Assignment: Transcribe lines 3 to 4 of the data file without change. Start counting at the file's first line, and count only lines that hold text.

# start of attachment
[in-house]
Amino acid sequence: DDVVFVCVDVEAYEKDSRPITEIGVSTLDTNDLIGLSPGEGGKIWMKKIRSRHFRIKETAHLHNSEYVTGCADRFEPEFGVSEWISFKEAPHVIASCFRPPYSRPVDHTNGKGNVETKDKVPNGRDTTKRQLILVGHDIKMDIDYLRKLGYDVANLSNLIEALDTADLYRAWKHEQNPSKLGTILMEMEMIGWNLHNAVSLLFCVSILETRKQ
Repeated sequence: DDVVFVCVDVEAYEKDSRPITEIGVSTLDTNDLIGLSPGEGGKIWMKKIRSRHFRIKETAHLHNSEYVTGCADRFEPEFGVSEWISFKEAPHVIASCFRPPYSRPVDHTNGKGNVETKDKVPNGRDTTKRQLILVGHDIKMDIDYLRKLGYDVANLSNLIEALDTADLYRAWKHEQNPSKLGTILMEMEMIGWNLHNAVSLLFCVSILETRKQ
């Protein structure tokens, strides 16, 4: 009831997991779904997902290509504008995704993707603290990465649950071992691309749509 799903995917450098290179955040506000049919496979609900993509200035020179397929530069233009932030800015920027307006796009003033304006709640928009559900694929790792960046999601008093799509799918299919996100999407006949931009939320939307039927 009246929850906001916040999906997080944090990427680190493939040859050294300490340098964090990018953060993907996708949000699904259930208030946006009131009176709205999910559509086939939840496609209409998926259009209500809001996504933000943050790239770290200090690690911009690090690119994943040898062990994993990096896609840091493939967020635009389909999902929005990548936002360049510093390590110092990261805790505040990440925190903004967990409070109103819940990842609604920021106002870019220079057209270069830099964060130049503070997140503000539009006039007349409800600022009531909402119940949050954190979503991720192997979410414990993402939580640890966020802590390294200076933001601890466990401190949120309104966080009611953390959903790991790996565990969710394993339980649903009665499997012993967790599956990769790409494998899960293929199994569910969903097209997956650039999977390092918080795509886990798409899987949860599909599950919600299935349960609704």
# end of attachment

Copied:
Repeated sequence: DDVVFVCVDVEAYEKDSRPITEIGVSTLDTNDLIGLSPGEGGKIWMKKIRSRHFRIKETAHLHNSEYVTGCADRFEPEFGVSEWISFKEAPHVIASCFRPPYSRPVDHTNGKGNVETKDKVPNGRDTTKRQLILVGHDIKMDIDYLRKLGYDVANLSNLIEALDTADLYRAWKHEQNPSKLGTILMEMEMIGWNLHNAVSLLFCVSILETRKQ
């Protein structure tokens, strides 16, 4: 009831997991779904997902290509504008995704993707603290990465649950071992691309749509 799903995917450098290179955040506000049919496979609900993509200035020179397929530069233009932030800015920027307006796009003033304006709640928009559900694929790792960046999601008093799509799918299919996100999407006949931009939320939307039927 009246929850906001916040999906997080944090990427680190493939040859050294300490340098964090990018953060993907996708949000699904259930208030946006009131009176709205999910559509086939939840496609209409998926259009209500809001996504933000943050790239770290200090690690911009690090690119994943040898062990994993990096896609840091493939967020635009389909999902929005990548936002360049510093390590110092990261805790505040990440925190903004967990409070109103819940990842609604920021106002870019220079057209270069830099964060130049503070997140503000539009006039007349409800600022009531909402119940949050954190979503991720192997979410414990993402939580640890966020802590390294200076933001601890466990401190949120309104966080009611953390959903790991790996565990969710394993339980649903009665499997012993967790599956990769790409494998899960293929199994569910969903097209997956650039999977390092918080795509886990798409899987949860599909599950919600299935349960609704």